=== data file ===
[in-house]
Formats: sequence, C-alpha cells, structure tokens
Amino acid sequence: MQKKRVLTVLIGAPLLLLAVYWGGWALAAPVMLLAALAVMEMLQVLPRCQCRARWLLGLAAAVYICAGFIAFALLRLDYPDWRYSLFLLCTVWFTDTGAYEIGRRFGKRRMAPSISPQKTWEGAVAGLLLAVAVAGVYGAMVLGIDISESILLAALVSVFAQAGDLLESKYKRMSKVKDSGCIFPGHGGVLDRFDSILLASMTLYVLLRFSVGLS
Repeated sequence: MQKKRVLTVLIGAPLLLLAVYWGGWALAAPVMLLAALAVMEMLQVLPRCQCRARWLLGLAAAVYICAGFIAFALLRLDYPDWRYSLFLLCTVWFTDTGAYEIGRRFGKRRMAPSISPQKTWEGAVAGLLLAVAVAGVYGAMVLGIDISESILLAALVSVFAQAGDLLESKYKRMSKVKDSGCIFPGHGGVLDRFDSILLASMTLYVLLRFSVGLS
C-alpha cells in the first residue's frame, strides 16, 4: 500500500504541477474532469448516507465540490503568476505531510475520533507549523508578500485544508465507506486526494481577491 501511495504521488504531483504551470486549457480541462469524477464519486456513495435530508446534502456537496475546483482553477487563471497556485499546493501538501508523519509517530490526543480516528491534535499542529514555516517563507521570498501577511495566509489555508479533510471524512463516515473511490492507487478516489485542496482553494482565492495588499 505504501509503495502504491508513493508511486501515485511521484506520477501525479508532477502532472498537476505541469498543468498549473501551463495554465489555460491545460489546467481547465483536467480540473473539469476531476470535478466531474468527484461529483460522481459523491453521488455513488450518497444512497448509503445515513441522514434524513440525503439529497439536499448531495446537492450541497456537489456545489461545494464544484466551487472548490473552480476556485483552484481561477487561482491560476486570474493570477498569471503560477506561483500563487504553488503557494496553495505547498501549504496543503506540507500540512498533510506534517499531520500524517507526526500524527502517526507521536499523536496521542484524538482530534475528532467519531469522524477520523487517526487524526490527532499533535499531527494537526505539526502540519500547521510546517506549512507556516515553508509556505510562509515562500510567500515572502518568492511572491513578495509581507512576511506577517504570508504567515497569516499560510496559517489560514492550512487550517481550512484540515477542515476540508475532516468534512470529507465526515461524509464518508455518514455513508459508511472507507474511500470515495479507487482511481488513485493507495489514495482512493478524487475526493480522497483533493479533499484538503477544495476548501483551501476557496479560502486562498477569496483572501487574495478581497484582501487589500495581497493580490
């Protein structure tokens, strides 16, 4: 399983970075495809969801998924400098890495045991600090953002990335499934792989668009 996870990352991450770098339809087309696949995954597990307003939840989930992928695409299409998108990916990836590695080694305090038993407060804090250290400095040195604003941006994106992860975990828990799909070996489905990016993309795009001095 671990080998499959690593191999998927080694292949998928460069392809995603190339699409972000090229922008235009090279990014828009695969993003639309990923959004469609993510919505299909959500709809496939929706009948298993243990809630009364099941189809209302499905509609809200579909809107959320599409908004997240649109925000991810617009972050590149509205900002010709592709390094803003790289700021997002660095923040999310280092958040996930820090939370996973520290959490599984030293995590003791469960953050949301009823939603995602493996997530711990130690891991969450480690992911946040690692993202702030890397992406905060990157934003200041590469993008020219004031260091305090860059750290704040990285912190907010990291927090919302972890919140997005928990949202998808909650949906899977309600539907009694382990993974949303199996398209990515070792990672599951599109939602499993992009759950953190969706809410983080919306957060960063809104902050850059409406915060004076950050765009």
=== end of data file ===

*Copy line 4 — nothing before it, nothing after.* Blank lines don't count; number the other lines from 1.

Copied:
Repeated sequence: MQKKRVLTVLIGAPLLLLAVYWGGWALAAPVMLLAALAVMEMLQVLPRCQCRARWLLGLAAAVYICAGFIAFALLRLDYPDWRYSLFLLCTVWFTDTGAYEIGRRFGKRRMAPSISPQKTWEGAVAGLLLAVAVAGVYGAMVLGIDISESILLAALVSVFAQAGDLLESKYKRMSKVKDSGCIFPGHGGVLDRFDSILLASMTLYVLLRFSVGLS